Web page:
A major reason the Holderieds were willing to take the risk of going independent is because a large proportion of their clientele seemed to be coming from the latter group. "We've found that people are willing to pay a little bit more money to get something special," whether it's a lakefront view or a room with a fireplace, says Jennifer Holderied, the hotel's director of marketing. "In the future, our growth is going to be in the suite market and in the specialty rooms."

Overall, about 90% of the Golden Arrow's business is leisure travelers, and many of those return to vacation in Lake Placid year after year. (As a result, the Holderieds felt they weren't getting much value from the Best Western's marketing efforts, which mostly targeted business travelers.) Access to Best Western's central booking was also less important for the Golden Arrow because about 25% of the hotel's clientele are repeat visitors, and friend referrals account for another 15% to 17%.

But the Golden Arrow isn't the only family-run hotel in town to change flags recently. The Holiday Inn Lake Placid was built by two ski instructors, Sergei and Caroline Lussi, in 1969, and is now run by their children, Cristina, Arthur, and Katrina. Although Arthur lobbied hard for independence, the Lussis ultimately decided to stay with the InterContinental Hotels Group (IHG) instead, upgrading to the Crowne Plaza brand in 2005.

Unlike the Golden Arrow, which attracts a majority of leisure travelers, a growing segment of the Lussis' business has been groups, meetings, conferences, and sports teams; currently, they make up about 50% of the total. Cristina Lussi, the hotel's director of sales and marketing, says the Crowne Plaza name—which InterContinental has positioned as "the place to meet" in its marketing campaigns—has already proven much more effective in attracting more corporate clients. Going independent would have been a disadvantage, Lussi says, because the large travel agencies that book corporate meetings and conferences like to work with chains.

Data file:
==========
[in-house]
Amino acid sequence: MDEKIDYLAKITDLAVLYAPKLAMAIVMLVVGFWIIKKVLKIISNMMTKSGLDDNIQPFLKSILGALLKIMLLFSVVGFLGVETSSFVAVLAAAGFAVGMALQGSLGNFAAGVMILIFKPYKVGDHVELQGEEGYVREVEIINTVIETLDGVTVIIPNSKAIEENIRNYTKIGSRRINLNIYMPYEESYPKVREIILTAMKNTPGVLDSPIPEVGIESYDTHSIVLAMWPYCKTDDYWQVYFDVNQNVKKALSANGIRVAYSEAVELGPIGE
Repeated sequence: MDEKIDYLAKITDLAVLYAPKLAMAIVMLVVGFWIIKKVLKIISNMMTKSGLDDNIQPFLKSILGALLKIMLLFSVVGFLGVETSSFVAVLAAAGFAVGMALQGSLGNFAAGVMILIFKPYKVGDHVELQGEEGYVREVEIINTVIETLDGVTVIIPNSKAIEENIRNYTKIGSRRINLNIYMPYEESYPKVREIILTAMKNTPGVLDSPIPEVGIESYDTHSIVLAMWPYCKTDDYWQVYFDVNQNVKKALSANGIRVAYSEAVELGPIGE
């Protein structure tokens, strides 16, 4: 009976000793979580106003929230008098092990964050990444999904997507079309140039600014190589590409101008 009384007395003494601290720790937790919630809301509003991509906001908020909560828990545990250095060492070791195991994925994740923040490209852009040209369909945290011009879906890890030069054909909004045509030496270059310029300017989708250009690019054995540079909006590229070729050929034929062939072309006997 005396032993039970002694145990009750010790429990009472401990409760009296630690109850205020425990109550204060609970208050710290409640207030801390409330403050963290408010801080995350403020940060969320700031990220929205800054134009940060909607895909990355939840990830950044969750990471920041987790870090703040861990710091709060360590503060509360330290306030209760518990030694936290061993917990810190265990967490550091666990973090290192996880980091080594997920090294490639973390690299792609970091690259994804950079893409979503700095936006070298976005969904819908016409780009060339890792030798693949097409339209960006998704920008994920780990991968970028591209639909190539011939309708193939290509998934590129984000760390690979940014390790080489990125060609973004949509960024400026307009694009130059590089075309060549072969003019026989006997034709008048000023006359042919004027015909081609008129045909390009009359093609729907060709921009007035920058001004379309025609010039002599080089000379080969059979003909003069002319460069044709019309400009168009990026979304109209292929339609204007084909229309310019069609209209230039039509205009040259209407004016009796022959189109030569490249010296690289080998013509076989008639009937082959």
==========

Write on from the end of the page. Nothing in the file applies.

Lussi estimates that the family spent between $10 million and $12 million on changeover from Holiday Inn to Crowne Plaza. Although her brother balked at InterContinental's hefty franchise fees, Cristina Lussi considers it money well spent. When it comes to things like training, "I don't need to start reinventing the wheel," she says.

And with 245 rooms, 30,000 square feet of meeting space, four restaurants, and three golf courses, the support provided by InterContinental, from the centralized reservations system to large-scale marketing campaigns, has been crucial to keeping occupancy rates up while keeping her hands free to deal with the day-to-day running of the property. "We're not a quaint little country inn,"she says. "We're a huge operation, and we need a little help."

And while going independent is a decision that suit her family's needs, Lussi says the added cachet of independence is well suited for a resort hotel like the Golden Arrow. "I think the Holderieds are going to do pretty well," she says.